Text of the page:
Finally, we are now at the right place and its time to take a few photos, until we were hearded into another tent. Now they were holding up jugs that said “suggested donations” and were quite forceful about you pulling out your wallet. Again, I’m not cheap and don’t mind paying, especially for artists and I do photography which is a type of art so I get it. It was the way it was handled. They should have said it was $10 for parking and $5 a person. That would have jived well with me. We made it through the tent and now finally we were where the artists were working. I powered up the camera and flash and was ready to start shooting some photos.
This was my first subject of the day. I was able to get down low and get eye level with the artist. I like to do this anything that has eyes, such as birds, bugs, pets or people. The camera is set to manual and the flash is set to manual. The camera is set to ISO 200, f/5.6 at 1/250. This setting is pretty standard, the sync speed for the flash and camera is 1/250 (some are 1/200 or 1/160) and I wanted to help my flash out and I wanted to blur as much of the background as possible so that is why I chose f/5.6. The last adjustment is ISO. The native ISO for my camera is 200. I can go down to 100 but I find it more noisy than 200. This is a blog post in itself. Anyway, now that the camera was set, all I had to do was to set the flash. I like to start with 1/4 on my flash as this allows me to take four photos before it has to recharge. After the first photo, I soon realized that wasn’t going to get it. Not enough light, so I boosted it to 1/2. Also, I zoomed my flash head out to 105mm to throw the light across the road to the artist. There is no way a pop up flash would have made it.
This guy was really happy to talk with the folks going by. He was a hoot to talk to, some were involved in what they were doing so they weren’t talking too much and after the day we had, this guy was refreshing. I wanted to get a photo of him since he smiled a lot, I had the full sun coming down and naturally he was back lit, a photographer’s nightmare. I boosted the flash up to 1/1 or full power. I took a few and I was surprised that I had just enough horsepower to actually get some light on him. He is also wearing blue and white clothes, if he was wearing black, it would have been over.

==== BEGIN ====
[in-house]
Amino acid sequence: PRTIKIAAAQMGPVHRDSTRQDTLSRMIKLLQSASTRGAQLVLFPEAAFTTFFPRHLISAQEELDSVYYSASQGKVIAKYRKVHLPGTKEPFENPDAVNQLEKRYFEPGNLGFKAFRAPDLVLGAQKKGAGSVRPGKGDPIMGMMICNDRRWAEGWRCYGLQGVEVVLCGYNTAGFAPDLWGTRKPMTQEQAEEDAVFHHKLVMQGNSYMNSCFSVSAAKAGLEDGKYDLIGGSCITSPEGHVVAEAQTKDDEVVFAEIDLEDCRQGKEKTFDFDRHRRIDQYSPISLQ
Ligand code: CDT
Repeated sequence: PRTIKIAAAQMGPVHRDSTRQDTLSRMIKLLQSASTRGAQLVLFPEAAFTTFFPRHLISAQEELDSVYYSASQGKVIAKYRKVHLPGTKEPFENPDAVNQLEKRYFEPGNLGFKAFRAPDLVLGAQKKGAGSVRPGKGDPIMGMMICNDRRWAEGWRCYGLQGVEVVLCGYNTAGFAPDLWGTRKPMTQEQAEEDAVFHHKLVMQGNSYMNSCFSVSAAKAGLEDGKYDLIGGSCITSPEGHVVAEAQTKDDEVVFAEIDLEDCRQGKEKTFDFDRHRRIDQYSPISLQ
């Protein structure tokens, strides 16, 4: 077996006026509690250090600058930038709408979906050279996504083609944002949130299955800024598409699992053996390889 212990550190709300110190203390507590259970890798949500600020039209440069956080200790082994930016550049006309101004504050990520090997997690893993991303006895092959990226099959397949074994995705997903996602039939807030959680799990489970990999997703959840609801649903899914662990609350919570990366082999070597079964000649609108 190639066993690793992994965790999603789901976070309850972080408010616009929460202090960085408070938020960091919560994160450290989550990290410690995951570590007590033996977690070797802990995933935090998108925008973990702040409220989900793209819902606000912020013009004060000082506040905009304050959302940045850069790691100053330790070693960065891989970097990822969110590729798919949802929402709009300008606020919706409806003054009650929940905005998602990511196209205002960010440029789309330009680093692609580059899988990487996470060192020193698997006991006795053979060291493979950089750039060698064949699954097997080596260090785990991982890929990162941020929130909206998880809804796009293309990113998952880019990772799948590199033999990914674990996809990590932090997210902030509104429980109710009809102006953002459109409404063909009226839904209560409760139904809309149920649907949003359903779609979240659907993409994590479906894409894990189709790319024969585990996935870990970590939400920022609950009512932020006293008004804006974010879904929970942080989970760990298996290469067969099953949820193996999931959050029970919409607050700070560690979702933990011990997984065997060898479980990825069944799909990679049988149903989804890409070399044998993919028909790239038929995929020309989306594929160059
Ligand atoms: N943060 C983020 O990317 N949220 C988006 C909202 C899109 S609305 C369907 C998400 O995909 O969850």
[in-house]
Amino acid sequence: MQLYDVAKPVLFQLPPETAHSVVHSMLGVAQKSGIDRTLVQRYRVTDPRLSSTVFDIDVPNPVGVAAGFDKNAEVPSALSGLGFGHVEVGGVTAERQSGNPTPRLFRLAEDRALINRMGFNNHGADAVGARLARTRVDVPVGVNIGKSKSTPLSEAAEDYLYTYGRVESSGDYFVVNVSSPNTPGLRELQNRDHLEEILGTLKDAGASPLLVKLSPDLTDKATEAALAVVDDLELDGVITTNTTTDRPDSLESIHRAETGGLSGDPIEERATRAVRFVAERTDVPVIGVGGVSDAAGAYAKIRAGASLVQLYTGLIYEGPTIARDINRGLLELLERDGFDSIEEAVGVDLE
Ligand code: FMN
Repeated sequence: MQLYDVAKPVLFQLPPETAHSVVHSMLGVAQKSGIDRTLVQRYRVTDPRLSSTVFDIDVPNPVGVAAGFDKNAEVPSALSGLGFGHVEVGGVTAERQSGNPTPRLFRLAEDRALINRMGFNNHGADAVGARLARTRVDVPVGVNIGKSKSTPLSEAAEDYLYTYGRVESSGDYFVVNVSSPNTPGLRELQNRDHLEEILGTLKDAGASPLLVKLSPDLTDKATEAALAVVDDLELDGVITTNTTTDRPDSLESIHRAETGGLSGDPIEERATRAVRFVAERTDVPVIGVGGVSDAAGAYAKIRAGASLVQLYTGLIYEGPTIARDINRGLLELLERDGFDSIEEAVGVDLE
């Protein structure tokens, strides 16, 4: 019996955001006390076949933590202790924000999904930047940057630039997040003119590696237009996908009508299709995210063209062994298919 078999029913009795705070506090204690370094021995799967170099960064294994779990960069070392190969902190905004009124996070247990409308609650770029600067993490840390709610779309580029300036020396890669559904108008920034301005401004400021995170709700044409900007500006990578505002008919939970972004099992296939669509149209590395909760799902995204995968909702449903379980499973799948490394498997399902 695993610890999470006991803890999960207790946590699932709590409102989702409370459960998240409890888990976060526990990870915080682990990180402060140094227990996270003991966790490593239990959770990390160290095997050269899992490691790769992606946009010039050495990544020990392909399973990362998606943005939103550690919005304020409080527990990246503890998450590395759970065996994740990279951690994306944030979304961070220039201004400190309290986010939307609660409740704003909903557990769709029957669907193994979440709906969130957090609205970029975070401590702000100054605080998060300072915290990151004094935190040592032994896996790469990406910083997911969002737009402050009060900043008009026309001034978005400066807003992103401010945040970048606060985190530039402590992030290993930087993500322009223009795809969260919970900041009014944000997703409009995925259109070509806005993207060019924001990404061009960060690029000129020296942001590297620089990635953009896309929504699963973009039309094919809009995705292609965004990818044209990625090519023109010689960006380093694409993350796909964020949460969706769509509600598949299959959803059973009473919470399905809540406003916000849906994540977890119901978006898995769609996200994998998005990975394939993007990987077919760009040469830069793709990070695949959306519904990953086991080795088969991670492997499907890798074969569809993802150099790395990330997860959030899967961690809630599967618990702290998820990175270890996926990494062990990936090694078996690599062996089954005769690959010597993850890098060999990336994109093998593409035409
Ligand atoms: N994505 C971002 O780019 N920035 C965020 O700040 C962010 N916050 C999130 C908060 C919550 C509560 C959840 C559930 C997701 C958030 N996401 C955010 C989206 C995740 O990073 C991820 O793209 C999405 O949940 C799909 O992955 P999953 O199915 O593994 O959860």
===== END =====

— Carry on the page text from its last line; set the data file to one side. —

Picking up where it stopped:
As we were going by, I had never seen this before. I’m still not sure what is going on here, but it looks like they are checking lines or going to be creating some reference lines. This one was a little tricky. I have the gentleman in the left side of the frame wearing black. The paper is in full sun which is white. I wanted the ending photo so that we could see the artists and what was on the paper, simple right? The first photo I took, the artist in black looked fine, but I lost the paper as it was a white blob, no detail. After adjusting for a few seconds, I decided to expose for the paper and hope for the best with the artist. Since, I always shoot a RAW file, I know I have Camera RAW on my side. I adjusted the sliders for shadows and exposure in Camera RAW and it was perfect.
When the crowd moved, we snuck in and got a few photos of the actual art, what a concept. I waited until the least amount of people were on the other side and took a photo. Since I wasn’t worried about the shadows of the people since they weren’t on the artwork, I just exposed like I would for any other photo without flash. A couple of shots and it was in the can.
This was shot as the previous one, however since I’m at an angle with these I wondered what it would have looked like if I was in a prime spot. This is where I used Photoshop’s, “Lens Correction” filter. This allowed me to skew the photo up, down, left and right to make it look as if I was right on top of it. Also, I’m able to fix any pin cushion or bloat the lens might have added. Is this perfect? No. Is it passable? Sure. If you look closely in the upper left corner of the photo, you can see the smaller reference photo that the artist was using. Simply amazing.
After a fun filled day, we decided to get lunch at one of the local restaurants. Again, everyone else had the same idea and it took over an hour to get our food. Tired and wanted it over, we found the pick up spot and made our way back to the car and got out of there. I looked at her and I asked, “Did you have fun?” She said yes….but seeing it once was enough.
Until next time…
Keep Your Glass Clean